"Dont you like to see their pictures in the papers?"
"Why cant they let you alone I say. . . . If you aint got no work and you aint got no money, what's the good of em I say?"
"Well lots of people like to see their pictures in the paper. Used to myself in the old days."
"Used to be work in the old days. . . . You aint got no job now?" he growled savagely. Joe Harland shook his head.
"Well what the hell? They ought to leave you alone oughtn't they? Wont be no jobs till snow shoveling begins."
"What'll you do till then?"
The old man didnt answer. He bent over the paper again screwing up his eyes and muttering. "All dressed naked, it's a croime I'm teliin yez."
Joe Harland got to his feet and walked away.
It was almost dark; his knees were stiff from sitting still so long. As he walked wearily he could feel his potbelly cramped by his tight belt. Poor old warhorse you need a couple of drinks to think about things. A mottled beery smell came out through swinging doors. Inside the barkeep's face was like a russet apple on a snug mahogany shelf.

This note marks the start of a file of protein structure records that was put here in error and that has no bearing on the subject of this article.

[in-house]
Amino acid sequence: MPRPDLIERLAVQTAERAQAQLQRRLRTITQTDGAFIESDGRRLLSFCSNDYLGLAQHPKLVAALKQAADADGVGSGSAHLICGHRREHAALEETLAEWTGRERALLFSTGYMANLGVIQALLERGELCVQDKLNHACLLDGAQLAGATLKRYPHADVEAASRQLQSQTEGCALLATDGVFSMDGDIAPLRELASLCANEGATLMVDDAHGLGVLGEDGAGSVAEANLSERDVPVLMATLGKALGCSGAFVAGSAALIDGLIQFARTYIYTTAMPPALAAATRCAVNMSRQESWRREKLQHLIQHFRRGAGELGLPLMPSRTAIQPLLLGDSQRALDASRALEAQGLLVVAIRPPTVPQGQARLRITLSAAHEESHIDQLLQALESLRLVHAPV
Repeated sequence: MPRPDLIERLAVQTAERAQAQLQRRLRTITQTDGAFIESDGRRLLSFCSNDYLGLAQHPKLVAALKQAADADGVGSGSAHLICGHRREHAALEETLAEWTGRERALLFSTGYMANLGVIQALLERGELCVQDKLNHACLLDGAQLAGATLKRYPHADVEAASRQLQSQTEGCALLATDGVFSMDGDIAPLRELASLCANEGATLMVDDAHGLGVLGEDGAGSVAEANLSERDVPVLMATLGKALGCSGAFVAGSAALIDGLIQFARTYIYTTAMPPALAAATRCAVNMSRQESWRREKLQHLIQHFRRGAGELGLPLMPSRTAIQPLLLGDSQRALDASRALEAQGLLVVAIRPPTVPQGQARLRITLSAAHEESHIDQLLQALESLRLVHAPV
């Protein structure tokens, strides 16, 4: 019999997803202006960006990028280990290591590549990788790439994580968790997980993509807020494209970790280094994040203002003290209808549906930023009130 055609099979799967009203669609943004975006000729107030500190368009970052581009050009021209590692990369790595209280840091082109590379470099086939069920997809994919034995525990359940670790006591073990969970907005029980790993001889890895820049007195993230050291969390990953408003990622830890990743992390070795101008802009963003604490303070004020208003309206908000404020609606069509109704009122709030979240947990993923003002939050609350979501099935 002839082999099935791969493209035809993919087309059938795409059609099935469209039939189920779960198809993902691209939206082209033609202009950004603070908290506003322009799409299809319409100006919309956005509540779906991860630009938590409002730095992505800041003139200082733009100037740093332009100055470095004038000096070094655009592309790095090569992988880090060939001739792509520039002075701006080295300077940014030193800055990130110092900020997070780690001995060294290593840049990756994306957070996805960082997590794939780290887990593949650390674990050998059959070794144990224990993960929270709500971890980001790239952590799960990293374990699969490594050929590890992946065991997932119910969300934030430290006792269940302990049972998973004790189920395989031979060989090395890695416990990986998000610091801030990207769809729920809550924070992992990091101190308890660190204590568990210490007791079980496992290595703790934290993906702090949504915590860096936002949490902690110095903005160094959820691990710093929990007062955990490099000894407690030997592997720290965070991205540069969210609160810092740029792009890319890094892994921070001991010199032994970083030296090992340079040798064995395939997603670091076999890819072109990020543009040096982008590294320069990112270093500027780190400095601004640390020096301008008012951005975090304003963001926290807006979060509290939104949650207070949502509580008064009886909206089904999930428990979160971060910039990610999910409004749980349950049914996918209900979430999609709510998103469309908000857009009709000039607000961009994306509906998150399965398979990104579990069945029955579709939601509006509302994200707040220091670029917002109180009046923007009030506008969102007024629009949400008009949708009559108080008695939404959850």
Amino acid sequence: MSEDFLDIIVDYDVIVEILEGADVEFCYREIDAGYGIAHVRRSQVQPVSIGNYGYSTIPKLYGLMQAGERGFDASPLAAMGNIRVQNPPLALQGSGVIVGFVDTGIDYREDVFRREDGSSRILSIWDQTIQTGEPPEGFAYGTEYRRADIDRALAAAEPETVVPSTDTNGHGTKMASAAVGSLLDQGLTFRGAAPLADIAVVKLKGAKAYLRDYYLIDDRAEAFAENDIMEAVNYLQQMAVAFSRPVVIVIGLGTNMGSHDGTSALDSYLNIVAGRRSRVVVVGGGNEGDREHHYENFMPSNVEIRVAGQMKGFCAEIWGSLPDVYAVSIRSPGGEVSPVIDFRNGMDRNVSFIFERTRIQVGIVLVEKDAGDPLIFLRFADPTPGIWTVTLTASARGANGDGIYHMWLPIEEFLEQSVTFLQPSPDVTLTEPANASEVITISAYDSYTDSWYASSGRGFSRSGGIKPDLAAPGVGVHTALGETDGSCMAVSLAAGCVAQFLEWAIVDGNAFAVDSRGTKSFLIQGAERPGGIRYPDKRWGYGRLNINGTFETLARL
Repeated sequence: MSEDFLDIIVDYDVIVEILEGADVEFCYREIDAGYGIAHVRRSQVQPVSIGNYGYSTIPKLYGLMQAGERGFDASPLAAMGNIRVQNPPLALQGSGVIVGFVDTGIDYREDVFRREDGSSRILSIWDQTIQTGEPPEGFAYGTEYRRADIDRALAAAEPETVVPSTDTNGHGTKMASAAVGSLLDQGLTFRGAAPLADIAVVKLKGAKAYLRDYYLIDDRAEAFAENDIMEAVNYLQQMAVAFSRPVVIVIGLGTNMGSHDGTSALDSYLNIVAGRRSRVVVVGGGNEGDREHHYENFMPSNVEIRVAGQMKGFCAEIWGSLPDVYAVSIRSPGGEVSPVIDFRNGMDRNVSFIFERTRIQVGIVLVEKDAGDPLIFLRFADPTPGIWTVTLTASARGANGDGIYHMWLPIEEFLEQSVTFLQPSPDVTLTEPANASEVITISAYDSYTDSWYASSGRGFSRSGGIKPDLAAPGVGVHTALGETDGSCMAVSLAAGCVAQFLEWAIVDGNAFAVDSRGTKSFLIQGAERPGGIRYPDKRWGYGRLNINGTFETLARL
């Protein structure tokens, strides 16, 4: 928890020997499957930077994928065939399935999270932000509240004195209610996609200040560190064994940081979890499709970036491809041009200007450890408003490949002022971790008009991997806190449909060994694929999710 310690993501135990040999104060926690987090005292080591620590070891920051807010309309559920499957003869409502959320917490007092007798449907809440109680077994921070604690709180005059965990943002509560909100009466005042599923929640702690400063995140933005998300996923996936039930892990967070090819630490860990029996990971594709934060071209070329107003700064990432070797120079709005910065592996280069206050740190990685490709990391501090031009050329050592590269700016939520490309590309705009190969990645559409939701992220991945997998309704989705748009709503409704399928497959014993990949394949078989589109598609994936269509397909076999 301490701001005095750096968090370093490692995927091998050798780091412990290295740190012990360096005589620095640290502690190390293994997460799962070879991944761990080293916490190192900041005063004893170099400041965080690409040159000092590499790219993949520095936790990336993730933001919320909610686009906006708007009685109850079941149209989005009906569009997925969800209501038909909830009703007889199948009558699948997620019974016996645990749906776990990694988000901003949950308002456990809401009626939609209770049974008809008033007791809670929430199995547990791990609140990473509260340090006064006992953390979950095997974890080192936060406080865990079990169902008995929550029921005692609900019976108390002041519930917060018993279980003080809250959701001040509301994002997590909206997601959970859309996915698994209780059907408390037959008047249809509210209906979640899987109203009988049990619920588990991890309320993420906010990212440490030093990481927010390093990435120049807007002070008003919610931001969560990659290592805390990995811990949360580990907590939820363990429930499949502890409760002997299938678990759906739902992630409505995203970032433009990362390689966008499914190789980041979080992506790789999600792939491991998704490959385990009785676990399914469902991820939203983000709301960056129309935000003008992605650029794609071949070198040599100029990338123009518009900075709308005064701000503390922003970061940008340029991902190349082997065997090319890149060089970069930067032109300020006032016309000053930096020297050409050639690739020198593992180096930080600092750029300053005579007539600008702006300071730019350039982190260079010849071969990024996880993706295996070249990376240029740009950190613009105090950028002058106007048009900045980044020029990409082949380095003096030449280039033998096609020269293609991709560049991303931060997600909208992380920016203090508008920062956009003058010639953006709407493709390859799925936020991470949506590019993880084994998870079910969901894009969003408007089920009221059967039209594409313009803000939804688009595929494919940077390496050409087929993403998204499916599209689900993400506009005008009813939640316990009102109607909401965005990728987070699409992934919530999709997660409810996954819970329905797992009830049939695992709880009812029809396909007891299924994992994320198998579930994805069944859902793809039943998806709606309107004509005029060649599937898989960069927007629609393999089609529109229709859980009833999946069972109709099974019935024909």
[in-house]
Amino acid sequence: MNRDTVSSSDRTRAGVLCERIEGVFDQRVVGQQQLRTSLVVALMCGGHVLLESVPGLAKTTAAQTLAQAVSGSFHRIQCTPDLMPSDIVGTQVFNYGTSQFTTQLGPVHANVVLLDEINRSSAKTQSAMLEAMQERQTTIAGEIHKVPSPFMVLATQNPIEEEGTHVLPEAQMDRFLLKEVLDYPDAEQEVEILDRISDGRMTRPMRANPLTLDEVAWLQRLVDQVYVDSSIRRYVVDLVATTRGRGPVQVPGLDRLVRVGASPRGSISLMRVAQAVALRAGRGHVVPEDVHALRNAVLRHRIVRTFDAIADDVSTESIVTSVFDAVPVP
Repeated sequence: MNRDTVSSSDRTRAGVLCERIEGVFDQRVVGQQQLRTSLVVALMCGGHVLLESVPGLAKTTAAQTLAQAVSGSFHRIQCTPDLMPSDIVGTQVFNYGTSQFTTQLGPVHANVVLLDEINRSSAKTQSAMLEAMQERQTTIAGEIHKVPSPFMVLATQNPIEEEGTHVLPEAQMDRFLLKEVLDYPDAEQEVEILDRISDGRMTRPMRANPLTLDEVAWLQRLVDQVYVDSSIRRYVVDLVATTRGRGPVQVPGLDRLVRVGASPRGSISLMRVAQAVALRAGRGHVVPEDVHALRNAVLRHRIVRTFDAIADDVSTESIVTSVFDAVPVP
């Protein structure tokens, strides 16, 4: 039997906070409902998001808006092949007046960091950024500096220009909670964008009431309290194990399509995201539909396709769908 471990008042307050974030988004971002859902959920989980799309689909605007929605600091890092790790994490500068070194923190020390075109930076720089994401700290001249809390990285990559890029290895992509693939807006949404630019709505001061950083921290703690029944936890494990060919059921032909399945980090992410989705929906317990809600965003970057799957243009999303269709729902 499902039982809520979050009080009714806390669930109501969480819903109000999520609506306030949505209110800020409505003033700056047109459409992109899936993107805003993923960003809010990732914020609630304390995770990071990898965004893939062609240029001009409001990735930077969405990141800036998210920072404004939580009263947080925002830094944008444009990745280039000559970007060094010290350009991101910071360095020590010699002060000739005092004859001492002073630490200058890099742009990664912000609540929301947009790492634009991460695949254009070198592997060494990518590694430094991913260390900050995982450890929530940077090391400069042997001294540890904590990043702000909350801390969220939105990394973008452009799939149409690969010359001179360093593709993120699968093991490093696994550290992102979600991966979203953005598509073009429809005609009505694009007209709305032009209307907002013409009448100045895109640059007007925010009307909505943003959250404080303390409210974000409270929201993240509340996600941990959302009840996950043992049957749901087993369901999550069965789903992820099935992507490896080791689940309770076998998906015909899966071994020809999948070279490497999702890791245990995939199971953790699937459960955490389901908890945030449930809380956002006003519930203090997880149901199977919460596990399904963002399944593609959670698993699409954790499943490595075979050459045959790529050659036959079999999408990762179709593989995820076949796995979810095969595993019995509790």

"Gimme a shot of rye." The whiskey stung his throat hot and fragrant. Makes a man of me that does. Without drinking the chaser he walked over to the free lunch and ate a ham sandwich and an olive. "Let's have another rye Charley. That's the stuff to make a man of you. I been laying off it too much, that's what's the matter with me. You wouldnt think it to look at me now, would you friend, but they used to call me the Wizard of Wall Street which is only another illustration of the peculiar predominance of luck in human affairs. . . . Yes sir with pleasure. Well, here's health and long life and to hell with the jinx. . . . Hah makes a man of you . . . Well I suppose there's not one of you gentlemen here who hasnt at some time or other taken a plunger, and how many of you hasnt come back sadder and wiser. Another illustration of the peculiar predominance of luck in human affairs. But not so with me; gentlemen for ten years I played the market, for ten years I didn't